Still, when Republicans returned to their districts after the bruising debt-limit battle and the S&P downgrade of America’s credit rating, they found constituents angry at Congress and fearful of the faltering economy. “Frankly, I heard that they have lost a lot of confidence in Washington,” Cantor said. “While they are going through such tough times, they are sick of the rancor in this town.”

Returning to the Capitol this month, House Republican leaders — and Cantor in particular — have softened their tone toward the White House. Cantor has stressed the desire to work together and has signaled he is open to considering several of Obama’s proposals. “The country doesn’t want a blame game anymore. They want to see solutions and results,” the majority leader said.

A day after Obama’s address to Congress, Speaker John Boehner (R-Ohio), Cantor and other top Republicans told the president in a letter that the House would “immediately begin the process of reviewing and considering” his proposals. A trio of trade agreements, payroll tax cuts and reform of the unemployment insurance system are areas where the two parties could work together, lawmakers said.

Obama has said he is open to looking at trimming some regulations, following his administration’s announcement that it would delay environmental rules related to ozone standards. His administration also unveiled regultory plans in August that included more than 500 reforms.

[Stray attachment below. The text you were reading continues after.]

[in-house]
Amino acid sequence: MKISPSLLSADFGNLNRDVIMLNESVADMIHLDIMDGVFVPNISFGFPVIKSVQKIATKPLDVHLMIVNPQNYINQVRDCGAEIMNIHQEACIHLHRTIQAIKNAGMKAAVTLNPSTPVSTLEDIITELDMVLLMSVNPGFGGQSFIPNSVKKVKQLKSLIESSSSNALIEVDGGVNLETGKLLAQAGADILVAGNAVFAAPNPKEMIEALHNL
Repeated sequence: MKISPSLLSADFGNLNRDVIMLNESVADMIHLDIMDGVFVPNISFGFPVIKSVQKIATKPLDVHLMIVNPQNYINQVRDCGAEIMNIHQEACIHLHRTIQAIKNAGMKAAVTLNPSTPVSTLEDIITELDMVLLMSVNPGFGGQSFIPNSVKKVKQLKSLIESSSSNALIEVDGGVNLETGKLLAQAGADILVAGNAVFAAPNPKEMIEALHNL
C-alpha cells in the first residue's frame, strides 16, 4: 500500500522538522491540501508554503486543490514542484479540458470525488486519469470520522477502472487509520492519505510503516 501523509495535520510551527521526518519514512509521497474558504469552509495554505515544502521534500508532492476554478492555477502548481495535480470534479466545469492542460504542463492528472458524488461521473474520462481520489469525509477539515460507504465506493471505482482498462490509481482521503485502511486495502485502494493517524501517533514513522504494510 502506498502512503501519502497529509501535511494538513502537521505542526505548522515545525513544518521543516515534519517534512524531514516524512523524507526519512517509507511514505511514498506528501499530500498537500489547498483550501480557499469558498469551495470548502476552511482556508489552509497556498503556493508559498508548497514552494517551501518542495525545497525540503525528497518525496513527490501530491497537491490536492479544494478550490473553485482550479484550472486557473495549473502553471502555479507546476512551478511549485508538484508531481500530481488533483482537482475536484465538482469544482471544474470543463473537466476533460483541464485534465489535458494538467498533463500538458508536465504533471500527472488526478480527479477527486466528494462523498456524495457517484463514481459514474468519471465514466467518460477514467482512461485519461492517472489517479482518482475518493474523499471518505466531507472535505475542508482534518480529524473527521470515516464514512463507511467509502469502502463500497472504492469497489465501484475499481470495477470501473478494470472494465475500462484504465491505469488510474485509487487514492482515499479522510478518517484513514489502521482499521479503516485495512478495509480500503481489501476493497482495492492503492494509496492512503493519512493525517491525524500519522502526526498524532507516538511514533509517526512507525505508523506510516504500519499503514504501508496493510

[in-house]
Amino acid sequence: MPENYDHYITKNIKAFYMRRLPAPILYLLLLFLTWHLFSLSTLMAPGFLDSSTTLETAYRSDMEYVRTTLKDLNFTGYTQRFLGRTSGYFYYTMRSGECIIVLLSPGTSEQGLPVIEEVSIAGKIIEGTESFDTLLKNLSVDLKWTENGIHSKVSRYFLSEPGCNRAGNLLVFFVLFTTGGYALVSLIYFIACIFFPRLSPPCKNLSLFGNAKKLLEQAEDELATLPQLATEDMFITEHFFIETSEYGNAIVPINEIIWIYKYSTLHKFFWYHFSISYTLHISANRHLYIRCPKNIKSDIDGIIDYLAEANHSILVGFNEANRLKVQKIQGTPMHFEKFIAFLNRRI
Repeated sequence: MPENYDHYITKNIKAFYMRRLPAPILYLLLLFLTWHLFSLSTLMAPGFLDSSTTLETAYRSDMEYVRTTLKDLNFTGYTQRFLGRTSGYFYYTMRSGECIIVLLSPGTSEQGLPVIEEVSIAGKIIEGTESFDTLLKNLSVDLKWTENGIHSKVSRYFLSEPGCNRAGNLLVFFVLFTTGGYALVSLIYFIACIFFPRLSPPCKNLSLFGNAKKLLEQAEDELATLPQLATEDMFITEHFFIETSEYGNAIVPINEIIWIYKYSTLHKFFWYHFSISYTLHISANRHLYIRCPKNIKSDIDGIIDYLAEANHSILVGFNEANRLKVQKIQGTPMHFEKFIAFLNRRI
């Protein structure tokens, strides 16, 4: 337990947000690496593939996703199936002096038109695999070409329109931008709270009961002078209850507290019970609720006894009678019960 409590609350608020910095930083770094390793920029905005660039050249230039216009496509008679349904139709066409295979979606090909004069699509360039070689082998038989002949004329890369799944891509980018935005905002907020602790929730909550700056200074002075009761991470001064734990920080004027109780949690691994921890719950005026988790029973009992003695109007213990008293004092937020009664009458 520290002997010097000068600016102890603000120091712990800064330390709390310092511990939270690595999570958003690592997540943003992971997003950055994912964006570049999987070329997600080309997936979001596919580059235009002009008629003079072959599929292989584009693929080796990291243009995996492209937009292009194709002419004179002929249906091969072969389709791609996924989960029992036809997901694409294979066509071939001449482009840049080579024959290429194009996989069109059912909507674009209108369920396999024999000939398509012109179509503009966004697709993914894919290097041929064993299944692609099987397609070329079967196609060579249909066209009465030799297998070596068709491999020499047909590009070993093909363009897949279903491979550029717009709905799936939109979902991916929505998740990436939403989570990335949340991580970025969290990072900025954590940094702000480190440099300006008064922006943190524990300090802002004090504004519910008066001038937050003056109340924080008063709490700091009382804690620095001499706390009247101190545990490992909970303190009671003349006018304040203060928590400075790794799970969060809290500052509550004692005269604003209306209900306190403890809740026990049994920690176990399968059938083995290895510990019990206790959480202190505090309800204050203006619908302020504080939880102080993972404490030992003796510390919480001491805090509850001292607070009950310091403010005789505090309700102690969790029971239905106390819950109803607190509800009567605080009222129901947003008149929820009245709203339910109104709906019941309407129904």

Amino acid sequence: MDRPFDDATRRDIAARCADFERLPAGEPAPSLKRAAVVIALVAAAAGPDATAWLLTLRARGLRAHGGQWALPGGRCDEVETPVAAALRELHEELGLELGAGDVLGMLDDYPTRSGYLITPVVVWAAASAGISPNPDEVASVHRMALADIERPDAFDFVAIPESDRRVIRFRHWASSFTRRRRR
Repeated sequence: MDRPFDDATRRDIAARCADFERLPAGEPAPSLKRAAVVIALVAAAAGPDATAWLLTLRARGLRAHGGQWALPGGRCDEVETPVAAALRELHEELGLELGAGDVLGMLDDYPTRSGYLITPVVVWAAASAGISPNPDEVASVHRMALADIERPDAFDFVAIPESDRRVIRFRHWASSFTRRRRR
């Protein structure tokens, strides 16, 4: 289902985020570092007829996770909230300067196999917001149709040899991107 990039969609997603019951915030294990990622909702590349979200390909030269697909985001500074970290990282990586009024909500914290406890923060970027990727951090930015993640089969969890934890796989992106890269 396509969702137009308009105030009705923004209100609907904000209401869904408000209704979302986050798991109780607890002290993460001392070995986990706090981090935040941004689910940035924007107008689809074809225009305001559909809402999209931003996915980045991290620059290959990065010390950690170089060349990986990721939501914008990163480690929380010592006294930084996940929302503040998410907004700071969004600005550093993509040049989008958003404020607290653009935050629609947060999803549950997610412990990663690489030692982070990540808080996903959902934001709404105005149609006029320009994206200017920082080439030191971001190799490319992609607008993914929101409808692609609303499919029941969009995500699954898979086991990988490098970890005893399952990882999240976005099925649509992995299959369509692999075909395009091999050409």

But Republicans, far from impressed with that plan, have pushed to eliminate more rules from the Environmental Protection Agency and other federal agencies.

“Five hundred from him, 500 from us. That’d be a really good start,” said Rep. Darrell Issa (R-Calif.), the chairman of the House Oversight Committee.

Rank-and-file Republicans appeared more openly skeptical about the prospects for bipartisan agreement, with several panning Obama’s address as a campaign speech. And few had any regrets about the majority’s cuts-heavy agenda.

“Talking about cuts and addressing spending in Washington for the first eight months of this Congress has been a positive overall,” Rep. Marlin Stutzman (R-Ind.) said. “I do think we need to focus on finding common ground where we can.”

Rep. Steve King (R-Iowa) added: “If we find a window, we can maybe do some things together. Beyond that, I will tell you that it’s going to be important just to hang on and get a new president and a new configuration in Congress.”